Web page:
Overclocking

Without increasing the core voltage on the 975, and using the retail cooler the highest stable overclock I was able to achieve was 3.73GHz:

Boosting core voltage by 16% I was able to hit 4.13GHz with the retail air cooler, but I could not get the system fully stable at any higher frequencies:

Gary was able to squeeze a 24/7 stable 4.4GHz out of his 975 on aftermarket air cooling with the EVGA X58 Classified and Gigabyte EX58-Extreme motherboards at 1.4V Core Vid, 1.375V VTT, 1.62V VDimm, and memory set to 7-8-7-20 at DDR3-1704 (new OCZ Blade PC17000). However, he admitted that if the retail Core i7-975 chips clock anything like the ES samples we were provided with that buying one would be a huge waste of money (actually his exact words were quite explicit but not printable). All of his retail D0 stepping Core i7-920 processors are easily hitting 4.4GHz~4.6GHz on high-end air coolers when installed in a variety of X58 motherboards. We have a retail Core i7-975 arriving later this week and will provide an update in the near future. As is always the case with overclocking: your mileage may vary.

Processor Highest Overclock (Stock Voltage) Highest Overclock (Overvolted) % Increase over stock
AMD Phenom II X4 955 3.8GHz 3.9GHz 22%
Intel Core i7 975 3.73GHz 4.13GHz 24%

With relatively similar transistor counts, similar starting clock speeds, it's wonderful to see that AMD is able to offer virtually identical overclocking headroom to Intel's flagship Core i7 in a 64-bit operating system.

Power Consumption Final Words
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  • silver250 - Friday, June 05, 2009 - link

    Maybe I missed it but last time I saw a review with the Phenom II CPU's they ran better with DDR3, all the boards for AMD listed are only DDR2 boards.
    So whats the deal? Or did I just miss a reason somewhere in other reviews?
    Reply
  • Tunnah - Thursday, June 04, 2009 - link

    would it be possible at all to get the power usage stats of the overclocked version ? A while ago I was reading an article (not sure if here or elsewhere) and it gave the power usage per overclock step and was a great way of working out where to find the balance of power usage vs overclocking amount. Also I'd love to see the power this beast sucks up at 4.6ghz ha Reply
  • tygrus - Thursday, June 04, 2009 - link

    Are you able to measure the CPU clock freq while running the benchmarks to see the affect of the Turbo mode. Labelling as 3.2GHz when it could actually be 3.46GHz.

    Can we also see results with the Intel Turbo On & Off ?

    Does Intel use core activity to determine Turbo limits or does the on-die temperature sensor allow using higher speeds at any time ?
    Intel claimed a bit of both, but it seems very pre-set (1core max, 2core max, 4core max). Can it be overridden ?

    How hot can the case temp be before the CPU is prevented from using higher speeds ?

    How much activity on other cores will prevent the fastest setting of single core task ?
    Reply
  • Hrel - Wednesday, June 03, 2009 - link

    This article is kind of pointless beyond page 1 just cause you don't include ANY of the processors that used to be the best bang for the buck. Where's the E6600? the E8400? E6420?? the E7650??? Q6600? Seriously, showing us performance for new CPU's is pointless if you're not going to include the processors that sold the best in the past. I mean seriously, the E8400 is STILL the best bang for the buck around for many people and you didn't even include that... sad, just sad. Reply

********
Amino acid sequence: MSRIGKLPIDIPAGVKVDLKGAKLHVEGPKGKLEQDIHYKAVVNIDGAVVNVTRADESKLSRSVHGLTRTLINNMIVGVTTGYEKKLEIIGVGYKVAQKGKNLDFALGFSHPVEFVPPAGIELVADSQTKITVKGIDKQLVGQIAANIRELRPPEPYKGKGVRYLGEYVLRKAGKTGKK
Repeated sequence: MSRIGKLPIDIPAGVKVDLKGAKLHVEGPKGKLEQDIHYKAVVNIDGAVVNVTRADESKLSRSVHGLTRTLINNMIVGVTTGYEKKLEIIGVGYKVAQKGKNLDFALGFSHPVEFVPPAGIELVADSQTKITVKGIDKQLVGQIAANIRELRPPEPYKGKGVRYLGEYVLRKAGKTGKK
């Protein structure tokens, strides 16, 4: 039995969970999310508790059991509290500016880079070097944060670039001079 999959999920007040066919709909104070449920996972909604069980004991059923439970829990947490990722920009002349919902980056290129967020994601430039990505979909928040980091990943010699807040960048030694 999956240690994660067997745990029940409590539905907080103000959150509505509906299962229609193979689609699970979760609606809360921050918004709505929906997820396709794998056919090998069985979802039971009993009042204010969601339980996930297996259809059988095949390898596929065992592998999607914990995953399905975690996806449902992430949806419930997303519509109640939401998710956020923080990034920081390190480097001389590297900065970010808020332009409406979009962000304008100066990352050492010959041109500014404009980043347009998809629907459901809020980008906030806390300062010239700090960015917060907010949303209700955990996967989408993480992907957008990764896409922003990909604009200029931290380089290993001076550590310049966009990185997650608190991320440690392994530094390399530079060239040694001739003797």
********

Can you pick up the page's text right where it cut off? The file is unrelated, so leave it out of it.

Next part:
• Gary Key - Wednesday, June 03, 2009 - link

    You can compare any of those processors to the 975 using our Bench tool - http://www.anandtech.com/bench/default.aspx?b=2">http://www.anandtech.com/bench/default.aspx?b=2 . :) Reply
  • lpcap - Wednesday, June 03, 2009 - link

    I think for the world's most powerful laptop with the Core i7 975 go to:

    http://www.lpc-digital.com/store/3302695/product/c...">http://www.lpc-digital.com/store/3302695/product/c...

    Reply
  • aigomorla - Wednesday, June 03, 2009 - link

    :)

    I dont have anything bad to say about it.

    Monster overclocker, im doing about 4.4ghz with 1.35vcore with full stability.

    When i showed the 975 off a couple of months ago on the cpu and overclocking section, i told everyone the D0's were gonna be HOT.
    Reply
  • Fulle - Wednesday, June 03, 2009 - link

    Interesting... most 920s only can OC to about 4GHz at that voltage... even with the D0 stepping. Either you got lucky with your chip, or the 975 isn't as bad as I thought. Reply
  • Fulle - Wednesday, June 03, 2009 - link

    Its fortunate for AMD that the vast majority of the games out there are NOT multithreaded, like FarCry 2... and for the majority of games out currently, they don't even scale with CPUs beyond 3 cores... which is evident if you look at the Phenom II X3 720's performance in Anand's benchies.

    It cracks me up to see some enthusiasts bashing Lynnfield. All things considered, the Lynnfield 2.8GHz CPU with HT will be the one to have for the best gaming frame rates. It has excellent 2 core performance with turbo mode, which will allow for top FPS in most games, and for those that are highly threaded, Graphics bottlenecks considered, it'll hang in pretty darn close to the i7s. Its almost as if Intel designed the chip specifically for hardcore gamers.

    This 975/950 business seems lazy, however. Intel doesn't even try when AMD falls too far behind.
    Reply
  • lifeblood - Wednesday, June 03, 2009 - link

    "Intel really has no other external motivation to push for higher frequency parts, so we only see a bare minimum increase in specs here."

    If AMD fails the we will very quickly return to the days of overpriced and underpowered Pentium trash. When Intel has no competition they quit trying.
    Reply

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